By Daniel Silliman
CHARLOTTE -- For almost two decades, the little lot lay vacant beside the railroad tracks, growing weeds. A few miles south of Charlotte, N.C., the lot was abandoned by its occupant and environmental authorities said the soil was contaminated.
Today, clean-up is underway and there are plans to construct condominiums on the lot, alongside the city's brand new light rail train line.
"Developers seem to believe that if it's a train, people will ride it and they will build around it," said Keith Parker, the chief executive officer of the Charlotte Area Transit System. "We are truly in the midst of a public transit revolution here in Charlotte."
Four months ago, this North Carolina municipality of 1.5 million metro residents opened the first branch of a proposed light rail system. Stretching from center city, 9.6 miles south, with stops at 15 stations, the electric train has seen an average daily ridership of 12,000 people -- 33 percent more than projected. It has attracted $1.9 billion in development and redevelopment to what was a dilapidated area.
Charlotte officials are hailing the light rail as a success, and some Atlanta officials are looking at the sister city to see how it was done.
"Charlotte is leaving us behind when it comes to planning transportation and implementing those plans," said Kay Pippen, president of the Henry County Chamber of Commerce.
"In my lifetime, Atlanta ceased to be the banking capital of the South. Today that's Charlotte. I certainly hope that in my lifetime Atlanta will not cease to be the transportation hub of the South, and allow Charlotte, or any other city, to take our place."
Pippen and more than 40 other supporters of regional public transportation in Atlanta visited Charlotte last Thursday in a Transportation Planning Board trip. Leaders from county governments, the Atlanta Regional Commission, Georgia Department of Transportation, Georgia Regional Transit Authority and Metro Atlanta Rapid Transit Authority boarded a GRTA Xpress bus on a "fact finding trip."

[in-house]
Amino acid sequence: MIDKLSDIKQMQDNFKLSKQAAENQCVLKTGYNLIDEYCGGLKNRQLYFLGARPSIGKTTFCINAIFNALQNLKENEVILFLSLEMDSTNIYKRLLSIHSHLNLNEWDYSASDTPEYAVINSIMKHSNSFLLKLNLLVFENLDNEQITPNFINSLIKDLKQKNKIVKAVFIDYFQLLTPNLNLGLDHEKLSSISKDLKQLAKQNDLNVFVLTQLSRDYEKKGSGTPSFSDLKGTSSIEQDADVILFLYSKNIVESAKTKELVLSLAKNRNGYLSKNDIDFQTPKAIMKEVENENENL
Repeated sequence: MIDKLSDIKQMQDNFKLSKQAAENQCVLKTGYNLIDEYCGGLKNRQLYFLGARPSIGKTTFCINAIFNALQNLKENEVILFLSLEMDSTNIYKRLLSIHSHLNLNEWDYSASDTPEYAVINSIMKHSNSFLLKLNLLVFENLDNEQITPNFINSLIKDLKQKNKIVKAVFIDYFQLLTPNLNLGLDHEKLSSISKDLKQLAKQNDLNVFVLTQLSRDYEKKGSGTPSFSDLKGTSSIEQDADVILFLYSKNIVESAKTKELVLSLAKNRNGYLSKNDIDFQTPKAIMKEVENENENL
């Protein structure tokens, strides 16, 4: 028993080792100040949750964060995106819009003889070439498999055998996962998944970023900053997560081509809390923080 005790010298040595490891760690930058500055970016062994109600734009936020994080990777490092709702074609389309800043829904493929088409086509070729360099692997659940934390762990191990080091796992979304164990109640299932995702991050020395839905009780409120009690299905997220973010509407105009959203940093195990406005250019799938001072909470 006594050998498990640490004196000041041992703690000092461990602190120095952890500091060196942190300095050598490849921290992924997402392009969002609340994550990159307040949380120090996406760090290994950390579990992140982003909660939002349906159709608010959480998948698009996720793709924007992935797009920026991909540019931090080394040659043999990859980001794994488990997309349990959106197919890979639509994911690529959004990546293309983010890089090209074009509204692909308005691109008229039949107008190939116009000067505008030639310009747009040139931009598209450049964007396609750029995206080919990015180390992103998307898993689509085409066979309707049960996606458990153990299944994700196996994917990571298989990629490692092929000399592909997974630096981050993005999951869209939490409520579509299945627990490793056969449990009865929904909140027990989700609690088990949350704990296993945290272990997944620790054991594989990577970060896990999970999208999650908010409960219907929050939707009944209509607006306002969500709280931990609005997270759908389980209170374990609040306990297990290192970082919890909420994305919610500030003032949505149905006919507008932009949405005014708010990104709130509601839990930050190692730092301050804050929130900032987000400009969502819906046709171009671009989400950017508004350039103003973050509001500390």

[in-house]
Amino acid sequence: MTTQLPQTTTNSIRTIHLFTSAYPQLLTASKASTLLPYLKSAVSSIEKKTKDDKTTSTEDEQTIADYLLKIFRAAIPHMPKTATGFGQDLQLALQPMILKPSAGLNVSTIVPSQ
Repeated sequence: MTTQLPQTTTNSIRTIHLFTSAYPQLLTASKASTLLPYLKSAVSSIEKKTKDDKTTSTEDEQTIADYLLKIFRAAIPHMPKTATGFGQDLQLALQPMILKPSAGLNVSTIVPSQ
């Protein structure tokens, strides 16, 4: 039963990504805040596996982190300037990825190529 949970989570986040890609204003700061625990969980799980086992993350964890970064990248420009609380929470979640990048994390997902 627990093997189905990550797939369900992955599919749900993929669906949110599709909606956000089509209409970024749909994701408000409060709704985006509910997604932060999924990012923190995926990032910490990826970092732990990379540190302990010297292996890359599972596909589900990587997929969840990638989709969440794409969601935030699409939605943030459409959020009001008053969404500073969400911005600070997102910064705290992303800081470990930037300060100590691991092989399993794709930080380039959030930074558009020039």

Charlotte officials spoke about their integration of land-use planning and transit planning, transit funding and the state's half-percent sales tax, the transportation system plan overview, the transportation governance and the political environment.
Population was ballooning, and the city was sprawling in Charlotte in the 1990s, said Laura Harmon, Economic Development Program Manager. With the growth, the miles each person drove each day increased rapidly and the population density dramatically declined. Though the city sees itself as pro-business and proudly pro-growth, the unstopped sprawl caused questions.
"We wanted to question how we grow," Harmon told the Atlantans Thursday.
The Charlotte officials identified a need for sustainability, protecting livability, and the desire to be a city that wasn't strangled by interstate gridlock. They wanted growth, but they wanted controlled, perfected and focused growth.
With a political coalition of businesses and environmentalists, urban and suburban leaders, chambers of commerce and unions, developers and state and federal representatives, the city adopted and promoted a transportation plan, and received funding through sales taxes and bonds.